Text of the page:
This week’s cover of Businesweek appears to triumphantly announce Apple, Inc.’s comeback (sort of) into the enterprise, even if Apple isn’t actually marketing to that sector.
Okay, so Apple is back; however, the opportunity here for enterprise IT is not so much to bring on a new platform, it’s to explore more thoroughly the idea of “employee asset ownership.” I didn’t find much searching for this idea on Google (maybe there’s a more official name for this? If there is, please add it in your comments), except that a few companies like BP and Unisys are experimenting with it.
Given that the push for Apple products in the enterprise is coming from employees rather than IT departments, and from employees that are willing/interested in managing their own support, we could use this opportunity to analyze the idea of IT support.
If not because of Apple in the enterprise, this is coming up because of Web 2.0. It was mentioned to me recently that part of the rationale needed for bringing Web 2.0 into the enterprise are good studies /use cases/ ROI. However, if we look at electronic mail – how did that diffuse into business? Was there ever a study on whether or not e-mail is cost effective and on the best way to use it?
Authors like Nicholas Carr are calling into to question the idea of strategic IT in the first place, which brings up similar questions: “Did businesses really intend to include training and management of computer skills and personal computer assets to be part of the IT function forever?”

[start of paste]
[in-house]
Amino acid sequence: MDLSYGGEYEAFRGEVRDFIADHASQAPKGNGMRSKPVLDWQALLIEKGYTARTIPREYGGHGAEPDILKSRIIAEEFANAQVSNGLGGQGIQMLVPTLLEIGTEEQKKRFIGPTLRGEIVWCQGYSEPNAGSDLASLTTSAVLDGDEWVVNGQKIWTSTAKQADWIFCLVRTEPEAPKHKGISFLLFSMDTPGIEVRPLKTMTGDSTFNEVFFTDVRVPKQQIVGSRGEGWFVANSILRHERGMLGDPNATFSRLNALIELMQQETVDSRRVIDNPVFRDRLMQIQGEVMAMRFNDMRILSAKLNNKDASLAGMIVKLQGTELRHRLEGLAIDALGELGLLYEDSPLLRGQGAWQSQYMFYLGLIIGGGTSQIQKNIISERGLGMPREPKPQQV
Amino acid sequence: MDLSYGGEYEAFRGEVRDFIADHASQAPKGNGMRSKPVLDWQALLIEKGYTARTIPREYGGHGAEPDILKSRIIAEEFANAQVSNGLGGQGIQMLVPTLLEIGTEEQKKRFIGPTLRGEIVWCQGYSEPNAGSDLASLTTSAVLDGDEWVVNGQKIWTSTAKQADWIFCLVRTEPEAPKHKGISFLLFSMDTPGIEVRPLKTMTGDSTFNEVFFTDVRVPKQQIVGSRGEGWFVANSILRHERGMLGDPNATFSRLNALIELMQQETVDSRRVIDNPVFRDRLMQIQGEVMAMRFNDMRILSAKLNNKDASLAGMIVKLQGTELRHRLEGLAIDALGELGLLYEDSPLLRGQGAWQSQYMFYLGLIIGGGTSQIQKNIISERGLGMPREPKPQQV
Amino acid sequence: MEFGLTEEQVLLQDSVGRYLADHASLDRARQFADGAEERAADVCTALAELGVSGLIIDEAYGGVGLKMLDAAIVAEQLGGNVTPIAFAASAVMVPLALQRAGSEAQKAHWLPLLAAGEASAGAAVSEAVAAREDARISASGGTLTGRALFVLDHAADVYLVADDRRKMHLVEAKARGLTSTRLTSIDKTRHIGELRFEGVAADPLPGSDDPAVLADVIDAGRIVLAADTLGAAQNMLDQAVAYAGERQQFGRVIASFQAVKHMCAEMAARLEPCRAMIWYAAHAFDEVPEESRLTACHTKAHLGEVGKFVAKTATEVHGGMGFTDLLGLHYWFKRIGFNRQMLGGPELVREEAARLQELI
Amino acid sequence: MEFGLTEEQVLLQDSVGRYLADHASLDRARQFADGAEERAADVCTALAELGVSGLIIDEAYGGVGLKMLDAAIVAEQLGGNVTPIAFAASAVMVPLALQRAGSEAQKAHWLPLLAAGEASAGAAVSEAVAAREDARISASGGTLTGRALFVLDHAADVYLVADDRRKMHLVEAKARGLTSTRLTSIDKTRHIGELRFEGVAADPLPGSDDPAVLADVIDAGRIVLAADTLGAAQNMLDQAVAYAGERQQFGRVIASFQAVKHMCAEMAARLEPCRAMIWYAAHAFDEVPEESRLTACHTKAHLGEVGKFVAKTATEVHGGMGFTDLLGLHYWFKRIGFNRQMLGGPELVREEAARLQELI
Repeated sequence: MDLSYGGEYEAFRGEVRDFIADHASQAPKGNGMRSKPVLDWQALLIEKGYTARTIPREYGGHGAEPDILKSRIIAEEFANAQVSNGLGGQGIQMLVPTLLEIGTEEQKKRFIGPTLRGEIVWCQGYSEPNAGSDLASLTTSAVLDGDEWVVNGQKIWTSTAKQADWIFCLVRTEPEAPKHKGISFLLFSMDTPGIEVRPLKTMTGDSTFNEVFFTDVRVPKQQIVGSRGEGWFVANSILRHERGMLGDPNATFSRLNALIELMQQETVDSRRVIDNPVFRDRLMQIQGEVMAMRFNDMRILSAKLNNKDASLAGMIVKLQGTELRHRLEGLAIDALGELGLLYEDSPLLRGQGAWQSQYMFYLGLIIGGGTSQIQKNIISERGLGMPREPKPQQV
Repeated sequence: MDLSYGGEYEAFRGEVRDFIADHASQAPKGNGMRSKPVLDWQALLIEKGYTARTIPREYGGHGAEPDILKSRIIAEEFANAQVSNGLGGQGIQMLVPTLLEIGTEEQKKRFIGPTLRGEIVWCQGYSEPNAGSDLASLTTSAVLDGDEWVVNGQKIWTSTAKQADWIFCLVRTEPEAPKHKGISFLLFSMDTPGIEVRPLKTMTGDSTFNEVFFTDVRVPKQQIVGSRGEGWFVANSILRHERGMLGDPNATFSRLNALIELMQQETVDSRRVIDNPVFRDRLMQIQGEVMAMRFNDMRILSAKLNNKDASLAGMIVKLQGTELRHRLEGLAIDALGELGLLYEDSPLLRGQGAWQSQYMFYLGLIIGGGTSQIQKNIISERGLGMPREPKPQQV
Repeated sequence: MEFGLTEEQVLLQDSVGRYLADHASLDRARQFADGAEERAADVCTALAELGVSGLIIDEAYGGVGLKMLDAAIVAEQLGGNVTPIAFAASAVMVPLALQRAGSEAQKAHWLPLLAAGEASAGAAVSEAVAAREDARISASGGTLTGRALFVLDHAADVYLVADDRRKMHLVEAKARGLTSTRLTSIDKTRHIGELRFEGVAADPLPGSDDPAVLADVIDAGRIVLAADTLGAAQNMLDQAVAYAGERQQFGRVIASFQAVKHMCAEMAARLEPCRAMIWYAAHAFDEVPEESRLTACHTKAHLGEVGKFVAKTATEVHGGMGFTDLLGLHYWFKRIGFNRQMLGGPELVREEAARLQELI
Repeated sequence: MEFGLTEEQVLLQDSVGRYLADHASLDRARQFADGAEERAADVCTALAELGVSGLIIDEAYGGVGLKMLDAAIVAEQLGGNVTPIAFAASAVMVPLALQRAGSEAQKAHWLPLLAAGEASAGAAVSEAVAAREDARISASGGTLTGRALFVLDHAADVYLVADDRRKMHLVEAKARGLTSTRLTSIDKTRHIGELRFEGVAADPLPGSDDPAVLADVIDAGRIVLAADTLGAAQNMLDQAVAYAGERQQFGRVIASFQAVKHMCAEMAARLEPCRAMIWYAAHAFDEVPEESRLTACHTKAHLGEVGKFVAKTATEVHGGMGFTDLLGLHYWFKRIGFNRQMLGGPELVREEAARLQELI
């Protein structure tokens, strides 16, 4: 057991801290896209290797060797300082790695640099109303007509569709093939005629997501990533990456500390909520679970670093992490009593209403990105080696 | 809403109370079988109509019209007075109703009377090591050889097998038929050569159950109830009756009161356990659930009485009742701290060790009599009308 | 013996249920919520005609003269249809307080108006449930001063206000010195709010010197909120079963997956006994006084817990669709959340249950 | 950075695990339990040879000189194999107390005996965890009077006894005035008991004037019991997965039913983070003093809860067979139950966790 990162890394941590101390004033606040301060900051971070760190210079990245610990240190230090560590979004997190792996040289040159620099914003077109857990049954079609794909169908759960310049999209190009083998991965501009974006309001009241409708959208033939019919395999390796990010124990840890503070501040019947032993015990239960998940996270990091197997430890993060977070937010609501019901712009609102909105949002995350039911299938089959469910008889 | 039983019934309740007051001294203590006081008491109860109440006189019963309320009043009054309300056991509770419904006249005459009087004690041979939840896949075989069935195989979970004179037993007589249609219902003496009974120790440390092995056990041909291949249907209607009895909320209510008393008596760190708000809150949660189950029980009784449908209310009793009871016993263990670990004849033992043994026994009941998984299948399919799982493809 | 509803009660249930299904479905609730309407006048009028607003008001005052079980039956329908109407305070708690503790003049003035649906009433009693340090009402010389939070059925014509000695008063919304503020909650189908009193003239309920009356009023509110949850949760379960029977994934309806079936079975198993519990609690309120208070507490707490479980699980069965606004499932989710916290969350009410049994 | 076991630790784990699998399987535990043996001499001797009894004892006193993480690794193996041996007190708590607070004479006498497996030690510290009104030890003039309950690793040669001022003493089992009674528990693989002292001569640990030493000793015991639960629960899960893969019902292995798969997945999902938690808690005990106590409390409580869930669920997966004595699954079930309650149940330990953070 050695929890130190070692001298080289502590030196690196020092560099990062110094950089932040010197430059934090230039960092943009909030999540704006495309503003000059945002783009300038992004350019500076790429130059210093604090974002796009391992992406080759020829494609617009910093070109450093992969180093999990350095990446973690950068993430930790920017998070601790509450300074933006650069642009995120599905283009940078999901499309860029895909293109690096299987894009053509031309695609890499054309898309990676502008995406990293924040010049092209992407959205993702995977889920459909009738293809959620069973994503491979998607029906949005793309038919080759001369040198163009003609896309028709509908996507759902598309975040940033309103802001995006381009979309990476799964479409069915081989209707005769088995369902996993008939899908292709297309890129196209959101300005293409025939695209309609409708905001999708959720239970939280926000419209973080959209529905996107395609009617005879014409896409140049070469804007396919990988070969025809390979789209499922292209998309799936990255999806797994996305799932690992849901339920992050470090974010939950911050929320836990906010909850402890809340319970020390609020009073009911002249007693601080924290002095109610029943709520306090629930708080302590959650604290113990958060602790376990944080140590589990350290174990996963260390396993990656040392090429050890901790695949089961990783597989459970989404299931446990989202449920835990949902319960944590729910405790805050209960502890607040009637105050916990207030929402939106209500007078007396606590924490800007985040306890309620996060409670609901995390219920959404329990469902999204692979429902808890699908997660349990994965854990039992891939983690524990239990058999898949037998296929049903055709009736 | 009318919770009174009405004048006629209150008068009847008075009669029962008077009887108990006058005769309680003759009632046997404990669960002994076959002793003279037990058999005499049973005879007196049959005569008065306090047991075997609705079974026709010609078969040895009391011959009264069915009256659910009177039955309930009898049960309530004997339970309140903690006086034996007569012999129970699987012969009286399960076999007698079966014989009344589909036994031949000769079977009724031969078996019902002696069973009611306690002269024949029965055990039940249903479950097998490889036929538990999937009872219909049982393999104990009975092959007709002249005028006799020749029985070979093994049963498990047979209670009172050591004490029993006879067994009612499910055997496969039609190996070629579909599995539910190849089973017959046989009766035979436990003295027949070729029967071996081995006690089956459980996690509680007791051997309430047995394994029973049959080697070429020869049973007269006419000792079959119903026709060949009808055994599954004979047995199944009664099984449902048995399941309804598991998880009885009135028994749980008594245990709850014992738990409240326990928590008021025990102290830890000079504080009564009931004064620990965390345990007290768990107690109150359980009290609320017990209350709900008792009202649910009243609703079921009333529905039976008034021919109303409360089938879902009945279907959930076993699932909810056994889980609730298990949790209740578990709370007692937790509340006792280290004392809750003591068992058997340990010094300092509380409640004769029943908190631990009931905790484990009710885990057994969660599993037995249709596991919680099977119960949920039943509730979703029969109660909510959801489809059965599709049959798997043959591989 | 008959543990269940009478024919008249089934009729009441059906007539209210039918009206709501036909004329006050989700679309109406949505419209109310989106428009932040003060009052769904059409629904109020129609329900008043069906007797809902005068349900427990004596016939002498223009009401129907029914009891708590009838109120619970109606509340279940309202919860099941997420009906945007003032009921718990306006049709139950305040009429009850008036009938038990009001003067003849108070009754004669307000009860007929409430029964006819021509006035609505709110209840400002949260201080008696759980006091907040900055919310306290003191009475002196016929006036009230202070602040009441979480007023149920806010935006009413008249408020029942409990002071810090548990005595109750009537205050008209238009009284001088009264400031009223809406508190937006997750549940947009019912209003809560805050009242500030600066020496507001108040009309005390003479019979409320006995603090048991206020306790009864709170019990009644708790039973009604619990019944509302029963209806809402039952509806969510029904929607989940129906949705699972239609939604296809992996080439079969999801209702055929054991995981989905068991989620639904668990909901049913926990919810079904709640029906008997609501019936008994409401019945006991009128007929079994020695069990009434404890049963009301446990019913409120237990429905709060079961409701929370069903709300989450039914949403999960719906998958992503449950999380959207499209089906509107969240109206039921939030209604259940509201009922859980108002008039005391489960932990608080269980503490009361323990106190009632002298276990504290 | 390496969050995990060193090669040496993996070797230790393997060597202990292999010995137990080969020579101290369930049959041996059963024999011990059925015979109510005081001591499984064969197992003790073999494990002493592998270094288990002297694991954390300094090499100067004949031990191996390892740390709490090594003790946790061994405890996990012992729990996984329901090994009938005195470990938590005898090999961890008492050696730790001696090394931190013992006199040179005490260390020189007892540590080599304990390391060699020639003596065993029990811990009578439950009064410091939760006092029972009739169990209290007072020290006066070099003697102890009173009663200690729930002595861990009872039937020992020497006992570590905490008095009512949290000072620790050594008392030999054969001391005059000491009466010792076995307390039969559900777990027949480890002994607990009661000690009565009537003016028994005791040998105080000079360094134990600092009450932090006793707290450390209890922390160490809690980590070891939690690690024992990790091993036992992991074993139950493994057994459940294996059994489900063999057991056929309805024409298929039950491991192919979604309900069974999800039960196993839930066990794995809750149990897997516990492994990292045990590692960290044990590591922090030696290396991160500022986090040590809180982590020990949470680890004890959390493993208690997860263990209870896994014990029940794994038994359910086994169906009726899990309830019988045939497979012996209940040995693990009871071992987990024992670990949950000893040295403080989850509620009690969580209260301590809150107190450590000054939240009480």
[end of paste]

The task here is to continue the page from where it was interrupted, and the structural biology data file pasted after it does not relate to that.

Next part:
I have mentioned the idea that tomorrow’s employees will be able to be at their best when they can bring the skills and talent they use where they work and play into the business world, to create even more value for society. There is enough happening now that we could consider a world where employees own and manage the IT assets (their own computer, cell phone, PDA etc) and the talents needed to use them.
I am not at all against training or continuing education – far from it. In true Toyota fashion, I believe in a strong commitment to training in the best way to do things, but on the basis of job function, e.g. based on what is needed to get a job done. This potentially can come from the business unit or product line. If we take time to define what enterprise assets are and should be moving forward, the Information Technology function could grow to help employees unleash their creativity at the same time they protect what really are enterprise assets.
Thoughts? Comments? Take a moment to read the Businessweek article and see what you think…